Oncology Center of Excellence Director Richard Pazdur says agency invites sponsors to present about molecules under development to learn more about future plans.
The US FDA’s oncology review division is receiving previews of products in development from sponsors, in part so they can understand their goals beyond the next application.
Richard Pazdur, director of FDA’s Oncology Center of Excellence, said the oncology review division is “inviting many of the companies in to present their pipelines.”
For the agency, it appears to be a learning opportunity, rather than a chance to gain a head-start on a review. Pazdur said part of the idea is to help understand the drug sponsors’ endgame, rather than simply work application to application.
“Where are they going with their molecules?” Pazdur said of the pipeline presentations Nov. 14 during the Biopharma Congress, sponsored by Prevision Policy and the Friends of Cancer Research. “And that’s important for our reviewers to hear what they’re ultimate game plan is rather than just getting an NDA or BLA dumped at your door so to speak.”
“I know this is going to cause some heartburn in the industry, but we probably made a decision on your application before you even submitted it,” Pazdur said.
At the same time, within the OCE, Pazdur is encouraging pre-clinical staff to discuss business and development practices with sponsors, such as “what are their molecules that they’re looking at, what are their selection criteria for molecules going forward, why are they doing it, what are they looking at.”
“It’s probably aimed at an earlier interaction with industry than before,” Pazdur added.
FDA also has established robust early interaction systems with sponsors of complex generics (Also see “US FDA Commits To Meeting With Complex ANDA Sponsors, Works Hard To Avoid It” – Pink Sheet, 24 Oct, 2017.) and biosimilars (Also see “FDA Met Biosimilar Review Timelines But Missed Meeting Goals In 2015” – Pink Sheet, 25 Apr, 2016.).
Engagement Critical For Some Companies
Several sponsors apparently have taken advantage of the opportunity to discuss their early stage pipelines with the agency.
Merck & Co. Inc. said it has met with FDA on several occasions to provide “an overview” of its immune-oncology clinical development program. The company also told the Pink Sheet that it regularly communicates with the agency about the progress of clinical programs, “including plans for future trials as well as efficacy and safety updates from existing trials and anticipated submissions.”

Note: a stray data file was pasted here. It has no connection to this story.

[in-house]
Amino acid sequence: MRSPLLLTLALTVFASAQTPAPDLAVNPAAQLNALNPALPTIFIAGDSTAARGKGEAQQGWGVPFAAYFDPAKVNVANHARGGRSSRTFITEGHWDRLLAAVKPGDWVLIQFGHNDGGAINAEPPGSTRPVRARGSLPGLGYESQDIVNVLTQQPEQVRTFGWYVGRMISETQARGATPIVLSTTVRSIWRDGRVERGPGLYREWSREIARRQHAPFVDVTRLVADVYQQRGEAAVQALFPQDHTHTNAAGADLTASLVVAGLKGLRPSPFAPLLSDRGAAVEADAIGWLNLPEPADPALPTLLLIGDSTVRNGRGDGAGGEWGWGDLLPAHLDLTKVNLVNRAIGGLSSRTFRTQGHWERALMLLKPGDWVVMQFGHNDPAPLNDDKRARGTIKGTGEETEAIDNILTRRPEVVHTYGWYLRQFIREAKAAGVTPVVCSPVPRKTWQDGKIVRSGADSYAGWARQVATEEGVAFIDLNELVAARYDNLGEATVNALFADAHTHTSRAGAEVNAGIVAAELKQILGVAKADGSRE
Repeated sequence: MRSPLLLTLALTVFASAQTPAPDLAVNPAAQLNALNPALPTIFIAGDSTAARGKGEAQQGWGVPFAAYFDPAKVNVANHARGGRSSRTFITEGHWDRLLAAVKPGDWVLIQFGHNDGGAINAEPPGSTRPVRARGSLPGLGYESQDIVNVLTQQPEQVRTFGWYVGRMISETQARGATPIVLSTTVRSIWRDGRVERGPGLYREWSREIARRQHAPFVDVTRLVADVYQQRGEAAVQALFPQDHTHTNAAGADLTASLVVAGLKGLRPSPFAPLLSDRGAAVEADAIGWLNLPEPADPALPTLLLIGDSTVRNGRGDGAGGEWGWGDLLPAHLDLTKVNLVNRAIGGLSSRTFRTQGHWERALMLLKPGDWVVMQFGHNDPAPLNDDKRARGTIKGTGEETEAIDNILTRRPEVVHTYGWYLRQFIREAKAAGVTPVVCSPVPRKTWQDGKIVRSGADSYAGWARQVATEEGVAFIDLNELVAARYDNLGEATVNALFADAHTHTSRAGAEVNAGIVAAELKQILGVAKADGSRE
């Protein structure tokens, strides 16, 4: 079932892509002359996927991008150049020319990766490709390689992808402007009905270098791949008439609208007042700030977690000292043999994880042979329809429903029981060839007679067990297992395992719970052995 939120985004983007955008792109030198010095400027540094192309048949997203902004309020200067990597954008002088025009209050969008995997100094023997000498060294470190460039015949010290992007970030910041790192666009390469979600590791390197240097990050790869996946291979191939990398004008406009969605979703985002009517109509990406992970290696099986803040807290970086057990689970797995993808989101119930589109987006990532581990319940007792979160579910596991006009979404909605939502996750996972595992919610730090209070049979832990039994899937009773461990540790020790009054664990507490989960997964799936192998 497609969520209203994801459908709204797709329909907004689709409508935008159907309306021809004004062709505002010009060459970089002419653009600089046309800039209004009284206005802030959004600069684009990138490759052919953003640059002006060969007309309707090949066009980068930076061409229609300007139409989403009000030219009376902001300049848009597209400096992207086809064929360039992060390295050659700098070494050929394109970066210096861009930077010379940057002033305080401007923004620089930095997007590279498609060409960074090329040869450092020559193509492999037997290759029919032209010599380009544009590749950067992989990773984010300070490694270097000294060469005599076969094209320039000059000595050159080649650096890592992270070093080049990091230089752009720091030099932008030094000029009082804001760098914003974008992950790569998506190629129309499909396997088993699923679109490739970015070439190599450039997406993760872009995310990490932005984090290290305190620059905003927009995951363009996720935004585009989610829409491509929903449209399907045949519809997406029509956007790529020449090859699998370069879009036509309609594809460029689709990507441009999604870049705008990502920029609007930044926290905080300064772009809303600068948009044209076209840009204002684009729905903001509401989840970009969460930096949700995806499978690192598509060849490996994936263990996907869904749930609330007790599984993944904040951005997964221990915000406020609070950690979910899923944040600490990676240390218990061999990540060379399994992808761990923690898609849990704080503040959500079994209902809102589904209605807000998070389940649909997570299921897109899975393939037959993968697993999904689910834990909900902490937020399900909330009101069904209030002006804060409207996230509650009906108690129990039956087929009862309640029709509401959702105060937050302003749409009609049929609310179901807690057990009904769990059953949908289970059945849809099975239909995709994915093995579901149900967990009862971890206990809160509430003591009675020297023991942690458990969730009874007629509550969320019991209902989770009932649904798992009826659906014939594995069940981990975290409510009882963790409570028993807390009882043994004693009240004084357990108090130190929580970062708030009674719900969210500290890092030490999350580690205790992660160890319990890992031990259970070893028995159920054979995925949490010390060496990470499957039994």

“This level of engagement is a critical component of our commitment to move as quickly as possible to bring new options to patients and ensure that our trials meet the highest scientific standards,” a Merck spokesperson said.
Genentech Inc., which is part of Roche, also said that it has had “several conversations with the FDA on our pipeline across disease areas, as well as platforms.”
A Genentech spokesperson would not comment on the details of the meetings, but said they have been worthwhile.
“We value the opportunity to discuss the breadth of our early-stage portfolio with regulatory officials,” the company said.
The meetings, even if only to preview development that is years away from reaching the agency, could be an outgrowth of the success of FDA’s breakthrough therapies program.
Breakthrough is built on the expectation that promising new drugs could gain an expedited path to market through early and frequent interaction with FDA officials. Hundreds of designations were issued during the program’s first five years, many of which resulted in approvals, including several in the oncology space.
The program was so successful that stakeholders have argued that FDA should try to incorporate the lessons beyond program participants. (Also see “PDUFA VII Already: Could Breakthrough Ideas Apply Outside Program?” – Pink Sheet, 26 Aug, 2016.)
The idea also seems to fit with Pazdur’s philosophy that his staff function more like an academic institution. He has said that reviewers in many ways discuss health problems just as an academic center. (Also see “FDA Talent Hunt: Better To Recruit From Academia Than Industry?” – Pink Sheet, 14 Dec, 2015.)
Laying Groundwork For Future Approvals
Pipeline meetings also seem to feed into the Office of Hematology and Oncology Products’ policy of encouraging senior leaders and rank-and-file reviewer discussions about applications and their associated issues.The Oncology Center of Excellence was created in part to encourage more collaboration among agency experts in the various product centers. (Also see “FDA’s Pazdur Jumps Over To New ‘Moonshot’ Role” – Pink Sheet, 29 Jun, 2016.)
Pazdur said during the Friends of Cancer Research Annual Meeting on Nov. 15 that oncology reviewers often are discussing applications before they reach the agency, noting the policy is intended to help quality applications gain quicker approvals.
“I know this is going to cause some heartburn in the industry, but we probably made a decision on your application before you even submitted it,” he said.